Public libraries aren’t just for checking out books anymore and the new logo for Polk County Public Libraries will showcase this fact.
“Literacy will always be at the heart of our mission, but we’re so much more than books. Of course, we check out books, music, DVDs and audiobooks. We’re proud to have circulated over 129,000 of these items this year,” said Library Director Marcie Dowling. “Most residents don’t know we also checkout ecoExplorer backpacks from the N.C. Arboretum, early literacy tablets, cake pans, and board games, with a plan to add STEM learning kits to our circulating items.”
The old logo showed an open book with the outlines of trees on a green background.
The new logo, on the other hand, is much more open to interpretation.
Maybe the fern fronds because the library encourages personal growth.
Maybe they are question marks because Polk County Public Libraries are a reliable source of information.
Maybe the curved yellow and green lines are sparks or fireworks because the library is an exciting place to explore something new.
Or, maybe, the logo shows a hand-drawn design because the public spaces encourage creativity.
“I say there’s no wrong answer,” Dowling said.
Part of the Polk County Public Libraries’ five-year strategic plan was to focus on reaching all citizens of Polk County through increased marketing and outreach activities and before those efforts ramp up, library staff wanted a logo that embodies the vision for the library’s future.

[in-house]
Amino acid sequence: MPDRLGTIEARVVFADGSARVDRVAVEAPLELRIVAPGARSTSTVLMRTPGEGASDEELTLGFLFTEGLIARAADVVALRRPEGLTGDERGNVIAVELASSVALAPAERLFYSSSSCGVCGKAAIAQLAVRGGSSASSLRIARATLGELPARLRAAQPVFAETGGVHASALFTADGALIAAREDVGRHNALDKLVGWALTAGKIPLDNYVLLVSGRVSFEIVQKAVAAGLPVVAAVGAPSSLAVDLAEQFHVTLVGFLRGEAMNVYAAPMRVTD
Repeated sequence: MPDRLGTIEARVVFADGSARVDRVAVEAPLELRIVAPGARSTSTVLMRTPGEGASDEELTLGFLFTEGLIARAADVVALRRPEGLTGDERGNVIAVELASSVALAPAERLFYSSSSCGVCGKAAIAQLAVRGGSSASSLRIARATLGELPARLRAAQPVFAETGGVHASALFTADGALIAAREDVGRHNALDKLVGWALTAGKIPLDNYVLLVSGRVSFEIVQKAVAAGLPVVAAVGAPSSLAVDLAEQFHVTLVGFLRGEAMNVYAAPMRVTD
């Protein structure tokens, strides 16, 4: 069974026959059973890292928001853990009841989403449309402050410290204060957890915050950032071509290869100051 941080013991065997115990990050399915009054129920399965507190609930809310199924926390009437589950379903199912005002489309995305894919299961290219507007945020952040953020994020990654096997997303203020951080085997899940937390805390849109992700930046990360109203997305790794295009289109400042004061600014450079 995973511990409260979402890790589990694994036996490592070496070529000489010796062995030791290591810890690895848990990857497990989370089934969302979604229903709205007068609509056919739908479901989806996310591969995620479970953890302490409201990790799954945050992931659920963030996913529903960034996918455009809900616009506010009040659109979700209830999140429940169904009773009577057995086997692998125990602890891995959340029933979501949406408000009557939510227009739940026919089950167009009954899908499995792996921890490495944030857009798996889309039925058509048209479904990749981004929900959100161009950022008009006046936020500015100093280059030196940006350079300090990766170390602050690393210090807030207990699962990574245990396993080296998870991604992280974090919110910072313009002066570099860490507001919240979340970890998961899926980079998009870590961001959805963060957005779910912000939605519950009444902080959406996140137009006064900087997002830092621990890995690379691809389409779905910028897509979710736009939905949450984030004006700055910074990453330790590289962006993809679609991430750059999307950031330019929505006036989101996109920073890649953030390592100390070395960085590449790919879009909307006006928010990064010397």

In the past year more than 55,000 visitors have come to the Columbus and Saluda libraries and took advantage of the physical spaces to access the libraries’ collections, study rooms, meeting spaces, and unique learning opportunities, and more than 15,000 residents – of all ages – attended library programs.
Libraries have offered more than 7,400 computer lab session, more than 39,000 wireless internet sessions, and have circulated almost 26,000 digital ebooks and audiobooks that can be checked out 24/7 without visiting a library location.
“Clearly, the libraries offer more than the printed book shown on our old logo and these exciting ways we serve our Polk County communities reinforced our need for a new logo,” Dowling said.
This is a great month to learn more about Polk County Public Libraries as this is Library Card Sign-Up Month, which has been held since 1987. According to the American Library Association, this month is when the association and libraries “unite in a national effort to ensure every child signs-up for their own library card.”
For more information about Polk County Public Libraries, check out the website at https://polklibrary.org/.